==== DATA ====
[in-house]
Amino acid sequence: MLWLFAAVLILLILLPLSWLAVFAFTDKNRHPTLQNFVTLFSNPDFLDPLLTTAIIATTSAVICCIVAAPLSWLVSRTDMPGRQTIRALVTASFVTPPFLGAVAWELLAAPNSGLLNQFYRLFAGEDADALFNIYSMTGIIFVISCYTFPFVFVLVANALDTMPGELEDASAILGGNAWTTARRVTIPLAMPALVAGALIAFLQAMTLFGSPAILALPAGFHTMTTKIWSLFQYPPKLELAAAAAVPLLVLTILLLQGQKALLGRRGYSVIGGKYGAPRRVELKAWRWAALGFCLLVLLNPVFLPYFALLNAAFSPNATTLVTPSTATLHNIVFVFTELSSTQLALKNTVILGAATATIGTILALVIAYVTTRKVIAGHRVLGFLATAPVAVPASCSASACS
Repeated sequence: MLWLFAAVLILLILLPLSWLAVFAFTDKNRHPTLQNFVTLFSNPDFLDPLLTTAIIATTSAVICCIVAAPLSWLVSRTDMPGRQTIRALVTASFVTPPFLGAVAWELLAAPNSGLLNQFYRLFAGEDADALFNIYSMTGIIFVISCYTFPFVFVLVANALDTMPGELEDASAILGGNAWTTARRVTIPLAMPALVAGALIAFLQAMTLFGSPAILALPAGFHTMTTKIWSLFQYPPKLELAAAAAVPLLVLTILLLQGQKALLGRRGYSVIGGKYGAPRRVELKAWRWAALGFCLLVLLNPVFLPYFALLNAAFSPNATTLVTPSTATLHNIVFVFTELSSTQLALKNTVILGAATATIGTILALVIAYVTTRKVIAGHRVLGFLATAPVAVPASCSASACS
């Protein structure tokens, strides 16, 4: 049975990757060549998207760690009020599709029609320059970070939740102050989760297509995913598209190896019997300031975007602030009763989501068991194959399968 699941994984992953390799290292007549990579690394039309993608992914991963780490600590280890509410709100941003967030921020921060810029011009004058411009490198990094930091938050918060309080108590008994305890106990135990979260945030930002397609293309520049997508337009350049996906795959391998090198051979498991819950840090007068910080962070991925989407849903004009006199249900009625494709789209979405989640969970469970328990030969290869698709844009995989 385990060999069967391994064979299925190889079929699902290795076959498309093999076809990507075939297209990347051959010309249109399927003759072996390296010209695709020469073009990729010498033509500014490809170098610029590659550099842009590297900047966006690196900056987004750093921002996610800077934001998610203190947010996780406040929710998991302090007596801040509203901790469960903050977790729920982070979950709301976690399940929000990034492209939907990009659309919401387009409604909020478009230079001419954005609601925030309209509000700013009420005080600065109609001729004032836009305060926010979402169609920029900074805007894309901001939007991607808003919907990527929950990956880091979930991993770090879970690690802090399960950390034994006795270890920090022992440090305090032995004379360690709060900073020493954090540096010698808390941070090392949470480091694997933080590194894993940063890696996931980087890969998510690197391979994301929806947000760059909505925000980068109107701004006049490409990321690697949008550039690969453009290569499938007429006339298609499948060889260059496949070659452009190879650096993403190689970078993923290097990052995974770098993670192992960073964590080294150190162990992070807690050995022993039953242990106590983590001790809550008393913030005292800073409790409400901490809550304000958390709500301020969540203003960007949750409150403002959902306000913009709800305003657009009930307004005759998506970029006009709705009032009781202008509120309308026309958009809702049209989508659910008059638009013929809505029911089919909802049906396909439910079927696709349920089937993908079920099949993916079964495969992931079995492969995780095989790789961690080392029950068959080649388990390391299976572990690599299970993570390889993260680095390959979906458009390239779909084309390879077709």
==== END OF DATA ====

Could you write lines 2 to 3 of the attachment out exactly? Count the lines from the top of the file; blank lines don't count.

Amino acid sequence: MLWLFAAVLILLILLPLSWLAVFAFTDKNRHPTLQNFVTLFSNPDFLDPLLTTAIIATTSAVICCIVAAPLSWLVSRTDMPGRQTIRALVTASFVTPPFLGAVAWELLAAPNSGLLNQFYRLFAGEDADALFNIYSMTGIIFVISCYTFPFVFVLVANALDTMPGELEDASAILGGNAWTTARRVTIPLAMPALVAGALIAFLQAMTLFGSPAILALPAGFHTMTTKIWSLFQYPPKLELAAAAAVPLLVLTILLLQGQKALLGRRGYSVIGGKYGAPRRVELKAWRWAALGFCLLVLLNPVFLPYFALLNAAFSPNATTLVTPSTATLHNIVFVFTELSSTQLALKNTVILGAATATIGTILALVIAYVTTRKVIAGHRVLGFLATAPVAVPASCSASACS
Repeated sequence: MLWLFAAVLILLILLPLSWLAVFAFTDKNRHPTLQNFVTLFSNPDFLDPLLTTAIIATTSAVICCIVAAPLSWLVSRTDMPGRQTIRALVTASFVTPPFLGAVAWELLAAPNSGLLNQFYRLFAGEDADALFNIYSMTGIIFVISCYTFPFVFVLVANALDTMPGELEDASAILGGNAWTTARRVTIPLAMPALVAGALIAFLQAMTLFGSPAILALPAGFHTMTTKIWSLFQYPPKLELAAAAAVPLLVLTILLLQGQKALLGRRGYSVIGGKYGAPRRVELKAWRWAALGFCLLVLLNPVFLPYFALLNAAFSPNATTLVTPSTATLHNIVFVFTELSSTQLALKNTVILGAATATIGTILALVIAYVTTRKVIAGHRVLGFLATAPVAVPASCSASACS